book setting

Writing the Book Setting — Tips and Techniques

Ann O'Brien

April 18, 2022

Most novels have several settings, and your characters move in and out of them as the story develops. If you want to keep your readers turning those pages, you’ll need to make them feel like they’re immersed in the story. One of the best ways to do this is to create a vivid, compelling book setting.

Why Your Book Setting Matters

A wonderful book setting is more than just the backdrop to your story. With a detailed description, you can make your readers feel as though they’ve been transported to an imaginary world. That will keep them engaged, and engagement is what makes them keep turning the pages. If you create a vivid world, they will enjoy spending time there.

Paint a Picture

In the early days of book publishing, the setting of a novel was critical. There were no movies or TV where people could watch historic recreations, so a writer’s ability to create vivid scenery was the only thing readers had. That’s why writing from earlier centuries tends to be rich in detailed descriptions of homes, outdoor areas, and cities. It was the only way to paint a picture in the reader’s mind.

Today, many writers assume their readers already know what certain places look like from seeing them on screen or in photographs. That’s a mistake, however, because most readers aren’t going to consult an online image search while they’re reading your book. Even modern readers want to feel that they’ve entered a fictional new world created by the writer.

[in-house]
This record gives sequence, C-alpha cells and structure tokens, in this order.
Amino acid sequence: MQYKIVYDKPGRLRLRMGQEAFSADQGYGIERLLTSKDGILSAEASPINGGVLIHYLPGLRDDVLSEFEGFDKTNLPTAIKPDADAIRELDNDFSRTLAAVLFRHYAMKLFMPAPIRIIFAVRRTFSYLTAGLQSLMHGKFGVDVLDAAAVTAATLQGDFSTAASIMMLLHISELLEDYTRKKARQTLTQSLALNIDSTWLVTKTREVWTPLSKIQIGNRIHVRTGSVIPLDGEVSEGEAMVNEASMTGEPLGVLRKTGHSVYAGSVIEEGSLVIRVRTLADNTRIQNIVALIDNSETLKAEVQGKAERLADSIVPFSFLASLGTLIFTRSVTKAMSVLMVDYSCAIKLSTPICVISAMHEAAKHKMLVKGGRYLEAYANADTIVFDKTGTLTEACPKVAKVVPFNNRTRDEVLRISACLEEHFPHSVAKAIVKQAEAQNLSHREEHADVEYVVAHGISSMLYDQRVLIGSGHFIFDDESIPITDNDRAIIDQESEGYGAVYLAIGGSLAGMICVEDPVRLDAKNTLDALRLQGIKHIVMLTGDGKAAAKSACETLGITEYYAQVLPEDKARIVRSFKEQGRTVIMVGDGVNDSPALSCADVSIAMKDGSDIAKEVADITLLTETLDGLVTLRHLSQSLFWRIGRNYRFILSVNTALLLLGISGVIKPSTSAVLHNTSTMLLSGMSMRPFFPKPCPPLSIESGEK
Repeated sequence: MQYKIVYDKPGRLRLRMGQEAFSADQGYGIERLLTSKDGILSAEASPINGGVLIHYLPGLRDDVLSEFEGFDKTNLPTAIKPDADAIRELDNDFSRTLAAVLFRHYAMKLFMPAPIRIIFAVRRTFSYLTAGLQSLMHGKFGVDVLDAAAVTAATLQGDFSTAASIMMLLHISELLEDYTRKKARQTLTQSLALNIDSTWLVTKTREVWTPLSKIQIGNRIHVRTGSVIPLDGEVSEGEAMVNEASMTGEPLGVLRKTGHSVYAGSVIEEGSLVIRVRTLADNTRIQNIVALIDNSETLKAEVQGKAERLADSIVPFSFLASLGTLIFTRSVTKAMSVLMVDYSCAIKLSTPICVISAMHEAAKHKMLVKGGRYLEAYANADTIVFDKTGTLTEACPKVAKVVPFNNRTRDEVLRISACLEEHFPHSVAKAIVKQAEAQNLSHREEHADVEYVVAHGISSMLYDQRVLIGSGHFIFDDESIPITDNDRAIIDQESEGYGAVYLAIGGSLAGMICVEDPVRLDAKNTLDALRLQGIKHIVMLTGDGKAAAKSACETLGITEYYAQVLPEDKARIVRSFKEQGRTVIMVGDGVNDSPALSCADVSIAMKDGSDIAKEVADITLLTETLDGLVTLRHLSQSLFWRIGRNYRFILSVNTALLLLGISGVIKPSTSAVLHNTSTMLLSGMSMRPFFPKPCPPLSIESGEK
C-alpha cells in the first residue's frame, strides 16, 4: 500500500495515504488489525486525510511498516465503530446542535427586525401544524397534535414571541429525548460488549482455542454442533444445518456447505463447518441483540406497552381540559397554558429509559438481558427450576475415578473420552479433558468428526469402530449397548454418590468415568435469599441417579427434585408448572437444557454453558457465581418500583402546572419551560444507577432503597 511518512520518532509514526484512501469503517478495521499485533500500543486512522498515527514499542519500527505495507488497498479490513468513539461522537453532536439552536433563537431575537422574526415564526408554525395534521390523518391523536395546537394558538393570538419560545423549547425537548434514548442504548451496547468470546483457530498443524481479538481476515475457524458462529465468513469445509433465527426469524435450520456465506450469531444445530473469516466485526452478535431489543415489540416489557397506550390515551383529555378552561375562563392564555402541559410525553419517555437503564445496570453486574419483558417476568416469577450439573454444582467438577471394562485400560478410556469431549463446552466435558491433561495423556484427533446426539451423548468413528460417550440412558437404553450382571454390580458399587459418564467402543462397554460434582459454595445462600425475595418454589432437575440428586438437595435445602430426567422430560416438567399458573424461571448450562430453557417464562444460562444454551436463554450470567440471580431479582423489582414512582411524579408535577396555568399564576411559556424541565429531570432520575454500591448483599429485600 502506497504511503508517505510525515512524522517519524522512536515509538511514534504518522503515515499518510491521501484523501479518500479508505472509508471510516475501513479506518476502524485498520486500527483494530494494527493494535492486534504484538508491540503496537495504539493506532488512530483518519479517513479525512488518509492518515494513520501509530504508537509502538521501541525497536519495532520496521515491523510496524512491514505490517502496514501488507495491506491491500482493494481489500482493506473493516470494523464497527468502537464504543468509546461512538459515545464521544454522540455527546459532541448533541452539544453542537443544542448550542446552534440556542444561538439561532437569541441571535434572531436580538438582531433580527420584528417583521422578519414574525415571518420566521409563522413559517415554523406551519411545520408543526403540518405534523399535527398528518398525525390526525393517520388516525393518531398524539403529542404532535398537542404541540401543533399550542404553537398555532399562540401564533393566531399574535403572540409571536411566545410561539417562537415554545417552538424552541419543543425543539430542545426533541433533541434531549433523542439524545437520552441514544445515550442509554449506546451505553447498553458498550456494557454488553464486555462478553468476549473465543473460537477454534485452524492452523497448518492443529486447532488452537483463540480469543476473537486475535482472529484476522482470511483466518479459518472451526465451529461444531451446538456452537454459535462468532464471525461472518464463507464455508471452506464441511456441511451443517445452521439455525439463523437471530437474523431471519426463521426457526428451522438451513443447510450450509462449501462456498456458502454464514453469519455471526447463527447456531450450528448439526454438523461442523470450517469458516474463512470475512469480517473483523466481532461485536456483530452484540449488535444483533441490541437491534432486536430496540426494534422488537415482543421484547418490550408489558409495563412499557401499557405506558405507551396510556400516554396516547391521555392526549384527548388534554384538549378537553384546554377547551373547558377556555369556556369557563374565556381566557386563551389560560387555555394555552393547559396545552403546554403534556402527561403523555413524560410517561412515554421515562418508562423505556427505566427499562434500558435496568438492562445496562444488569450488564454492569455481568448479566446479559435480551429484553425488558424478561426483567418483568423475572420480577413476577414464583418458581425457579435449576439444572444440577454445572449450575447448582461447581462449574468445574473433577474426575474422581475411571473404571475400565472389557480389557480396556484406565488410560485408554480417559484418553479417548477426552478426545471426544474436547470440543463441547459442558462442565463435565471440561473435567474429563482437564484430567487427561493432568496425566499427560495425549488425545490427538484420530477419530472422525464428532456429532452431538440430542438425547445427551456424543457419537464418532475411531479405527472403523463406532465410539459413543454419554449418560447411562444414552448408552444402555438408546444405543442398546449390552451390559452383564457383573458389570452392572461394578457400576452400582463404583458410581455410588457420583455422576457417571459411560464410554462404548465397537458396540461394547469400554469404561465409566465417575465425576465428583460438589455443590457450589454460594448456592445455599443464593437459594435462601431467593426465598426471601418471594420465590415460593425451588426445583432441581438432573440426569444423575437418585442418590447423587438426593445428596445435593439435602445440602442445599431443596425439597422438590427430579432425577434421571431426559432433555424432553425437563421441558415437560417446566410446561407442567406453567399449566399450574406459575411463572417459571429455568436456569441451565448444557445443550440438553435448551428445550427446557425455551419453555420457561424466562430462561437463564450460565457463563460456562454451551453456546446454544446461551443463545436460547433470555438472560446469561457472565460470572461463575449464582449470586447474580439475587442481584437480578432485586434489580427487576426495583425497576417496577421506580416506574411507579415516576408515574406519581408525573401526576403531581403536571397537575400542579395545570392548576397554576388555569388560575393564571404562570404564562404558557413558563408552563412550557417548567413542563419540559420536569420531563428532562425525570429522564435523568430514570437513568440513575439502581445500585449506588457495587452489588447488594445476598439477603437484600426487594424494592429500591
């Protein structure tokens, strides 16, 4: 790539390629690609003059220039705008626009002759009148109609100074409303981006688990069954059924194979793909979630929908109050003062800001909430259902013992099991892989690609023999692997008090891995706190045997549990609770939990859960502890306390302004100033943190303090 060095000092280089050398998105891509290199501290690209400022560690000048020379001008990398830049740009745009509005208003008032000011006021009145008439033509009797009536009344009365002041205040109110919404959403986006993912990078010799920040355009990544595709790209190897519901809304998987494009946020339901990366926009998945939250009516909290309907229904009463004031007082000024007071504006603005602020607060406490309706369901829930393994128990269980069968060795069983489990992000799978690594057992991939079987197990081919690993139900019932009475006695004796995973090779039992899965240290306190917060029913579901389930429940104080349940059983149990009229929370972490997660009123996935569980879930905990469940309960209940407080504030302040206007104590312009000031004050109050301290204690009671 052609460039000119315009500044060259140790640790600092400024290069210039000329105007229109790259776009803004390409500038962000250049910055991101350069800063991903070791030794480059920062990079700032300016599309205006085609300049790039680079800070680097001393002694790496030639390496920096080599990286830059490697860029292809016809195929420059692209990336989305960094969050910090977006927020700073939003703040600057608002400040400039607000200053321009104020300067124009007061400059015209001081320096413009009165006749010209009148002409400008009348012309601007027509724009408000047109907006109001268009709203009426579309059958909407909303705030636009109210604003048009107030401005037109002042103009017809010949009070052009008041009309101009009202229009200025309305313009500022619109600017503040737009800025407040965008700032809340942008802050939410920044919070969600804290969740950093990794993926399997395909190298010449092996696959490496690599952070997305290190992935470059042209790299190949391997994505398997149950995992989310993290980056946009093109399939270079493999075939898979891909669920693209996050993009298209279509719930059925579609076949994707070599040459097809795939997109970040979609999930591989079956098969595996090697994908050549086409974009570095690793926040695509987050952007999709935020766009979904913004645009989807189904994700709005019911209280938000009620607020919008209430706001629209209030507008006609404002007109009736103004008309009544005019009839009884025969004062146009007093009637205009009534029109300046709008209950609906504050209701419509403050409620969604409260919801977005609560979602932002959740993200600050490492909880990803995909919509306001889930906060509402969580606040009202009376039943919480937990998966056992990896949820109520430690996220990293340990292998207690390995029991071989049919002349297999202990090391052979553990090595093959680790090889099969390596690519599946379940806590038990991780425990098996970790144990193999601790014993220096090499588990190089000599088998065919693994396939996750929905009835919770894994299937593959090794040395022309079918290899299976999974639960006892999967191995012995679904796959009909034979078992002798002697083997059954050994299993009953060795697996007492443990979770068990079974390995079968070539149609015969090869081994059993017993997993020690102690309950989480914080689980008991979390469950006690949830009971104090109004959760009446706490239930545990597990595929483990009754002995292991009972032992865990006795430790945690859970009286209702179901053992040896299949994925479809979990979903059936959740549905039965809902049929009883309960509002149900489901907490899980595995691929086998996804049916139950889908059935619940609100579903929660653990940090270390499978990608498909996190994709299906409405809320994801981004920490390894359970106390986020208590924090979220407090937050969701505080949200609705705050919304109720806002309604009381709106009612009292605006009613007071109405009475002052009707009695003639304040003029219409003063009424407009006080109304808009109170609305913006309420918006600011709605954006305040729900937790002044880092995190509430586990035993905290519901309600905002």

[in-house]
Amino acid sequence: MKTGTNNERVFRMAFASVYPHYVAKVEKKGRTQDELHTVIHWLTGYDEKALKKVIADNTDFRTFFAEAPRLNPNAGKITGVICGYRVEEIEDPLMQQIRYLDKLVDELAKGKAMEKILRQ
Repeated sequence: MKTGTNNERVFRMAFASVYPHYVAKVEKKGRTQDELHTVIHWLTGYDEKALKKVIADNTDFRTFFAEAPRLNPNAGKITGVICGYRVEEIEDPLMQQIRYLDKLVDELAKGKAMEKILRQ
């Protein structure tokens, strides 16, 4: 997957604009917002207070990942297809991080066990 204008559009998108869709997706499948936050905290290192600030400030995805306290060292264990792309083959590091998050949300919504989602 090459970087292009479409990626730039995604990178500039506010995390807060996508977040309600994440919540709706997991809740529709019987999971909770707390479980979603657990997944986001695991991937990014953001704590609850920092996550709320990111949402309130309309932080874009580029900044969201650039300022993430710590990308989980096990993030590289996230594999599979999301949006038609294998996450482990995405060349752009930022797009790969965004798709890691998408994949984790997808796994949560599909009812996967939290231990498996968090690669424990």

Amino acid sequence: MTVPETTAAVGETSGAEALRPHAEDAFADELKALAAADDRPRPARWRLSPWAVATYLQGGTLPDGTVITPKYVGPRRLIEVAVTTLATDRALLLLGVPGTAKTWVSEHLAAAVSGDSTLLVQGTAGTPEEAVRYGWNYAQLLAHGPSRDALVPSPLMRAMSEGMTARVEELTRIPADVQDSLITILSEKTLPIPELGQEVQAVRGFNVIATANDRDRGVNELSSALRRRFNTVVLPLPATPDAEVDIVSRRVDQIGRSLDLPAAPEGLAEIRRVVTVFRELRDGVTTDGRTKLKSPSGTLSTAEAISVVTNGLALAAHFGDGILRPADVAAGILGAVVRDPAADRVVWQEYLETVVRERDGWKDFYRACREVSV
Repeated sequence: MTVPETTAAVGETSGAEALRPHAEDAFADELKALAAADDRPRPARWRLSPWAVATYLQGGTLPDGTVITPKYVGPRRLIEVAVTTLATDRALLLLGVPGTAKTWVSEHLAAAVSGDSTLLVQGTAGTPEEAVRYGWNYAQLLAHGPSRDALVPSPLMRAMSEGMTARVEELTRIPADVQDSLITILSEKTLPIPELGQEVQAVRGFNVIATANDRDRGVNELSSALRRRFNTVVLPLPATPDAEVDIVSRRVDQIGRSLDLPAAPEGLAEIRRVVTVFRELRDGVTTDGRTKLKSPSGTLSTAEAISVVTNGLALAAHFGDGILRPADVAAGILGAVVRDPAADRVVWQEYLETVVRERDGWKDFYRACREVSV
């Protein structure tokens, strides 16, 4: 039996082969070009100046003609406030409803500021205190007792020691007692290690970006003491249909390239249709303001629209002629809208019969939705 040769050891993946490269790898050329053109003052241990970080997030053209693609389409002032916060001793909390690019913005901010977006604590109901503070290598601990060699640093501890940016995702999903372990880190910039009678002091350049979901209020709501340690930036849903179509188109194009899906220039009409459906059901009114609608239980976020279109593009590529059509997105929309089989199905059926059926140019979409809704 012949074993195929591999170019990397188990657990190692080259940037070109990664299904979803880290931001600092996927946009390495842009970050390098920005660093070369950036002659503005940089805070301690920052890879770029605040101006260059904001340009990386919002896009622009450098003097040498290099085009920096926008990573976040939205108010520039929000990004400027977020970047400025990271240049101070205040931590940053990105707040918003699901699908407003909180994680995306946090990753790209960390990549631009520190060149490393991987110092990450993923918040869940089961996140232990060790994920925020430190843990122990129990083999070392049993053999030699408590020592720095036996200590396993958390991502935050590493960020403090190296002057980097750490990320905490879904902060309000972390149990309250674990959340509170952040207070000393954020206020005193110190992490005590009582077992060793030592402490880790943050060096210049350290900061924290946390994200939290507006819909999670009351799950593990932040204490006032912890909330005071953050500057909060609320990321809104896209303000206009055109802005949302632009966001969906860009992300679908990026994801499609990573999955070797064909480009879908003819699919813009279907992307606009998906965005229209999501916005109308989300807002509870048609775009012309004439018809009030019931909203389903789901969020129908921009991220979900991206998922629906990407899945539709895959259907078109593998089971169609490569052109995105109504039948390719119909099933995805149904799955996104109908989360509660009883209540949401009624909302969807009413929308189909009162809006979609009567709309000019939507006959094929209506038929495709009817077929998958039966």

Use a Setting You Know

When writing book settings, you don’t have to start from a blank slate. Think of the places you’ve been, and try to remember what made them stand out. If you’ve ever visited an unusual, beautiful, or otherwise memorable place, recall those things that made it stand out. Was it the unique colors of the landscape? Was it the sounds that surrounded you while you were there? Look at photographs or paintings of the place, and try to recreate the details that stood out to you.

You don’t have to travel to far-off or exotic locations to get inspired. Writing a setting starts with what is around you. If you want to describe a park, take a walk around your local neighborhood park. Sit down and try to absorb the sights, sounds, and colors. If you want to recreate the setting of a school, hospital, or firehouse, you may not be able to visit one, but maybe you can ask someone who works in one.

Visualize Your Book Setting

Your book probably has one or two main settings and several secondary ones. When you describe them, think about the feeling you want your readers to have. If you’re describing a cottage on the beach, you may want to focus on details like the colors of the shutters or floors. Describe the view from the windows. A serene beach setting will help your readers picture the cozy beachside cottage.

What if you want to create a spooky or mysterious setting? Describe the details that make your chosen setting feel strange or scary. Is it shadowy? Maybe strange noises are coming from behind a wall, or maybe there’s damp mold on the walls. When writing a setting, describe these details to give your reader an unforgettable picture.

Some settings are completely fictional. If your novel is set in an alternate universe or a fictional world, you’ll have to use even more descriptive powers to make it come alive for your readers.

Setting Is More Than Visual

To paint a vivid picture, you need more than a physical description. If you want to make a setting feel real, try to involve all the senses:

  • Sight
  • Hearing
  • Taste
  • Smell
  • Touch